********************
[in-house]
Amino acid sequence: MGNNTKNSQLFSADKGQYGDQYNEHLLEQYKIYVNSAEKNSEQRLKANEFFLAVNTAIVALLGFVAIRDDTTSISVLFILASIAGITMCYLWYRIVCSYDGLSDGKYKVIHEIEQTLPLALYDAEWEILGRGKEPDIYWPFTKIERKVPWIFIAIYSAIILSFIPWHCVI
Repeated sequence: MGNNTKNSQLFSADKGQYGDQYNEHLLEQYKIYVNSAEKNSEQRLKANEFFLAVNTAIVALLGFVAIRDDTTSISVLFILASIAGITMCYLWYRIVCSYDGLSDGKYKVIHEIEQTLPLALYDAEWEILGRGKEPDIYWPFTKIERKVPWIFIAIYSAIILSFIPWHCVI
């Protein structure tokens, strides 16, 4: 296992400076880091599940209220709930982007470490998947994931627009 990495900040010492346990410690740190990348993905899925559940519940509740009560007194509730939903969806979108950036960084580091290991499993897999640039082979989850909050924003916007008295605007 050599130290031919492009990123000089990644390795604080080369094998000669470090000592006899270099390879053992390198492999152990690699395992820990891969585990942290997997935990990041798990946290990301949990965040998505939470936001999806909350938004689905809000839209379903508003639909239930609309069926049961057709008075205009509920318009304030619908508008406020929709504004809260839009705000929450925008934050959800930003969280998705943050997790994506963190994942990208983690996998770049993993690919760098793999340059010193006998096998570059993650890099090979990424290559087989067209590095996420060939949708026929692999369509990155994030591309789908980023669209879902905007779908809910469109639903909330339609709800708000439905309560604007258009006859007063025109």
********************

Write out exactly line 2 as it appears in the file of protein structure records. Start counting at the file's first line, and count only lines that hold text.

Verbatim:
Amino acid sequence: MGNNTKNSQLFSADKGQYGDQYNEHLLEQYKIYVNSAEKNSEQRLKANEFFLAVNTAIVALLGFVAIRDDTTSISVLFILASIAGITMCYLWYRIVCSYDGLSDGKYKVIHEIEQTLPLALYDAEWEILGRGKEPDIYWPFTKIERKVPWIFIAIYSAIILSFIPWHCVI